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Jun Wu, Zijiang J He, Teng Leng; Vertical and horizontal references determined by linear perspective and optic flow information. Journal of Vision 2003;3(9):499. doi: https://doi.org/10.1167/3.9.499.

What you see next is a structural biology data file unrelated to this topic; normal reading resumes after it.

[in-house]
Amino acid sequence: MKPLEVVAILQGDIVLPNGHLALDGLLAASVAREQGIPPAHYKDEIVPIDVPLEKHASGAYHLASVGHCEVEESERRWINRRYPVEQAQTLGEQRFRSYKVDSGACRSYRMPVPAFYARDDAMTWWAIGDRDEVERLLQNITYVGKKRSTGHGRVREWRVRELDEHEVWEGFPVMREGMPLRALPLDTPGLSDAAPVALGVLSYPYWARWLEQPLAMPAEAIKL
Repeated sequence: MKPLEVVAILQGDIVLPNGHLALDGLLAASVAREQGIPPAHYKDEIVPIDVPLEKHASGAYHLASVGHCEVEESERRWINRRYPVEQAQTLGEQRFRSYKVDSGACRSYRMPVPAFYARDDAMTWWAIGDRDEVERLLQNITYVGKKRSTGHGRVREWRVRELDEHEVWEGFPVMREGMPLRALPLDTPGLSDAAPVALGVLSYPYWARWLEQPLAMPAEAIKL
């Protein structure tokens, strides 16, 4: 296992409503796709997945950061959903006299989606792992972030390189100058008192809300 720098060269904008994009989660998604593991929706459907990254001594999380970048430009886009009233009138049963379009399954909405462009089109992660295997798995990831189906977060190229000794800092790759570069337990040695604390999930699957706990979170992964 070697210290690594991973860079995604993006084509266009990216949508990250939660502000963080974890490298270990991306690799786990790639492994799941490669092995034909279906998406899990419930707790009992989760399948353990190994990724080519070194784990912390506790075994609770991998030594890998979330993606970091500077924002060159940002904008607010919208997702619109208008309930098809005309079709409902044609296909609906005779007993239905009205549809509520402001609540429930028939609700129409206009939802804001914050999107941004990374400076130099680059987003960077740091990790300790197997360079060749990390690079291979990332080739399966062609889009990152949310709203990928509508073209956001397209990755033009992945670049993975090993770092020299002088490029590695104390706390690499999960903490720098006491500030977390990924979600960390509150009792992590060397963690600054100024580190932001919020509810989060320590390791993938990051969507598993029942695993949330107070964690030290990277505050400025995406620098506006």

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Judging the height and laterality of an object requires vertical and horizontal references that coincide respectively, with the judged eye level and midline of the body trunk. What visual cues determine these references? We previously found that the focus of expansion (FOE) of the optic flow determines judged eye level (Wu et al, VSS02). Here, we extended the study to the horizontal reference. In a virtual environment, observers judged the midline while viewing optical flow display with its FOE shifted horizontally (±10, ±20 and ±30deg). As predicted, horizontal midline was biased to the FOE [rate=0.20 (left); 0.29 (right)]. Arguably, besides showing the utility of the optic flow, our study also implies that other stable cues, eg linear perspective cue (Sedgwick, 1986), can help determine the references. To test this, observers judged their eye levels in the dark. In condition 1, two fluorescent lines (2.5m long) were placed on the right wall with their relative orientation varied to cause false linear perspective. Compared to baseline (parallel lines/true linear perspective), judged eye level was affected by false linear perspective. For example, with one line parallel to the floor, judged eye level changed with the orientation of the second line. If the two lines converged below the actual eye level, judged eye level shifted down. That the effect was mainly due to false linear perspective was shown by removing the line parallel to the floor; the orientation of the second line produced only about 1/9th of the effect. In condition 2, we placed a fluorescent line on each side of a wall (1.5m apart). While the pair of lines remained parallel at the same height, their orientation relative to the floor varied (0, 5, 10deg). Again, relative to baseline, judged eye level changed at a rate of 0.18 as the orientation of the lines varied, compared to a single tilted line (rate=0.06). These findings highlight the role of environmental constants in space vision.
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